Invasive fungal infections (IFIs) have emerged as important causes of morbidity and mortality in patients receiving myelosuppressive chemotherapy, immunosuppressive therapy, or hematopoietic stem cell transplantation (HSCT). Because of the difficulty in obtaining a timely diagnosis as well as the high morbidity and mortality associated with IFIs, antifungal prophylaxis remains a high priority in these populations at high risk of IFIs.1 Over the past decade, clinical benefits from antifungal prophylaxis have been demonstrated.2-4 However, there is no clear consensus on antifungal prophylaxis treatment between different centers and groups, particularly in the choice of the antifungal prophylaxis agents. Conventional pairwise meta-analyses based on a direct comparison are relatively limited and difficult to use to investigate antifungal prophylaxis agents. We performed a systematic review and network meta-analysis5 to gain a better understanding of the outcomes associated with and tolerance to current antifungal agents.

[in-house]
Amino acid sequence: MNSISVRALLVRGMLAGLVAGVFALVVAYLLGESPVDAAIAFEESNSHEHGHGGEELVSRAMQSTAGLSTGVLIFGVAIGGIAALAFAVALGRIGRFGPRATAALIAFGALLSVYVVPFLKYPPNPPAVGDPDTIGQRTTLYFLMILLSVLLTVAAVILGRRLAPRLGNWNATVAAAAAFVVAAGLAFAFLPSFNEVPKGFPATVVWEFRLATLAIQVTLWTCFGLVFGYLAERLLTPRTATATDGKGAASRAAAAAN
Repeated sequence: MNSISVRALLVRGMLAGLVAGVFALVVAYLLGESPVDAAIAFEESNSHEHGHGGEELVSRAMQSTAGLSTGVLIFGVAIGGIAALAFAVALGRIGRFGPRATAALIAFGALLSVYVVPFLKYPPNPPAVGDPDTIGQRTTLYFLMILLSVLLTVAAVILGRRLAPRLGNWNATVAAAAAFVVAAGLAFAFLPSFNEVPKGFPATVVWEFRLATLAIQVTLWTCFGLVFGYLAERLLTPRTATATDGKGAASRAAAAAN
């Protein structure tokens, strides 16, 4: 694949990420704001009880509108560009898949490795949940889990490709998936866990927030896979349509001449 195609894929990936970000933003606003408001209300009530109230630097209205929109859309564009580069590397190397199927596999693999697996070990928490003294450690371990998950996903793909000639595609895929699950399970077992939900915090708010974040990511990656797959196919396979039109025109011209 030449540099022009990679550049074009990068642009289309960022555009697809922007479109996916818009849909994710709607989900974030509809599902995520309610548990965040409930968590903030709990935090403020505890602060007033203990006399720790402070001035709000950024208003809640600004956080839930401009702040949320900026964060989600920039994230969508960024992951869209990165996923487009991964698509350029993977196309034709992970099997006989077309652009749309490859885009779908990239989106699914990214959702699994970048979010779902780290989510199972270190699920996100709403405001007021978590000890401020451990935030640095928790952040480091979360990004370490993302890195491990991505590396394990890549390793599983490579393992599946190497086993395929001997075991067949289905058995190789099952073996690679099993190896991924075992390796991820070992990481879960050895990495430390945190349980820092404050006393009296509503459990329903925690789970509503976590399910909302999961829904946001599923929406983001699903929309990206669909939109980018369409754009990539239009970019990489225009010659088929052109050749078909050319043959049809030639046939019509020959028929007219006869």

This systematic review was conducted in accordance with the Preferred Reporting Items for Systematic Reviews and Meta-analyses for Network Meta-analysis (PRISMA-NMA) reporting guideline.6 This protocol has been registered at PROSPERO under registration number CRD42020161748.
Medline, EMBASE, and the Cochrane Central Register of Controlled Clinical Trials were searched to collect all published evidence from randomized clinical trials from inception to October 2019 that assessed primary antifungal prophylaxis in patients with hematological disease or undergoing HSCT. The search strategy is detailed in the eAppendix in the Supplement. The reference lists from all included studies and reviews were screened to identify potentially relevant evidence.